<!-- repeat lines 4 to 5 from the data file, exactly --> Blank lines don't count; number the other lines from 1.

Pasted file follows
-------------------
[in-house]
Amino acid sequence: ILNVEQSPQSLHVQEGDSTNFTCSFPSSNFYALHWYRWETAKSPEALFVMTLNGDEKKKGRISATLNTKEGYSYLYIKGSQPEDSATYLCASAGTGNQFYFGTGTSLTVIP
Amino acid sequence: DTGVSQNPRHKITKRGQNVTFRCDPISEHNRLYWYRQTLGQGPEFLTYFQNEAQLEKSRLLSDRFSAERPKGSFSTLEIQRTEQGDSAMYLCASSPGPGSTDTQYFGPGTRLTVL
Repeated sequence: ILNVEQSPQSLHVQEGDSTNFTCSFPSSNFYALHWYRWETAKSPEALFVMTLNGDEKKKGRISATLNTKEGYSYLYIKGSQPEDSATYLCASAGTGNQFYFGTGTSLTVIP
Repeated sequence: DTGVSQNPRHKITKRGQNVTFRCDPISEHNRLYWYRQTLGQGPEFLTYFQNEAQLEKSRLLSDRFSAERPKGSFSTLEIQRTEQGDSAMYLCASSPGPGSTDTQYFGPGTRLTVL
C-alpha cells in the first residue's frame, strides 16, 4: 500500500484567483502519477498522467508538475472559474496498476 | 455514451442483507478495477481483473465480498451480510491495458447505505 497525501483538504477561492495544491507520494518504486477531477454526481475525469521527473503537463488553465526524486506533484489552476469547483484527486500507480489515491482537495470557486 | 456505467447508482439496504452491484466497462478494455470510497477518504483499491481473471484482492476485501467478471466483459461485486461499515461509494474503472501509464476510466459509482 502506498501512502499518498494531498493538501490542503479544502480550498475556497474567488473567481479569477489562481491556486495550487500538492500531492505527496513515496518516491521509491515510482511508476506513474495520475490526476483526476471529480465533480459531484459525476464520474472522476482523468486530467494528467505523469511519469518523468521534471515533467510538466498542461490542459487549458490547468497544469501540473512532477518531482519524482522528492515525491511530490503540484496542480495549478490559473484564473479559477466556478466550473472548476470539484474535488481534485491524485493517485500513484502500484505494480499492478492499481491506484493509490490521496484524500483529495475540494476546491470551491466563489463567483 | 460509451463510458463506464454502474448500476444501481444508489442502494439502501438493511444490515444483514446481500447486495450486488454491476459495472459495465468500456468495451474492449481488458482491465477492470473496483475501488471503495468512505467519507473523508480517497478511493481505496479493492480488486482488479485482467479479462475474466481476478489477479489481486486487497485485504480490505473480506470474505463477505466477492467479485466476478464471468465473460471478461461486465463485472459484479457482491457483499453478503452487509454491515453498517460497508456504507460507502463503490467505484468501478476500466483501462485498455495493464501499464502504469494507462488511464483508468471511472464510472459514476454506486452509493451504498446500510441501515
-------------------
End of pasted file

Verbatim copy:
Repeated sequence: ILNVEQSPQSLHVQEGDSTNFTCSFPSSNFYALHWYRWETAKSPEALFVMTLNGDEKKKGRISATLNTKEGYSYLYIKGSQPEDSATYLCASAGTGNQFYFGTGTSLTVIP
Repeated sequence: DTGVSQNPRHKITKRGQNVTFRCDPISEHNRLYWYRQTLGQGPEFLTYFQNEAQLEKSRLLSDRFSAERPKGSFSTLEIQRTEQGDSAMYLCASSPGPGSTDTQYFGPGTRLTVL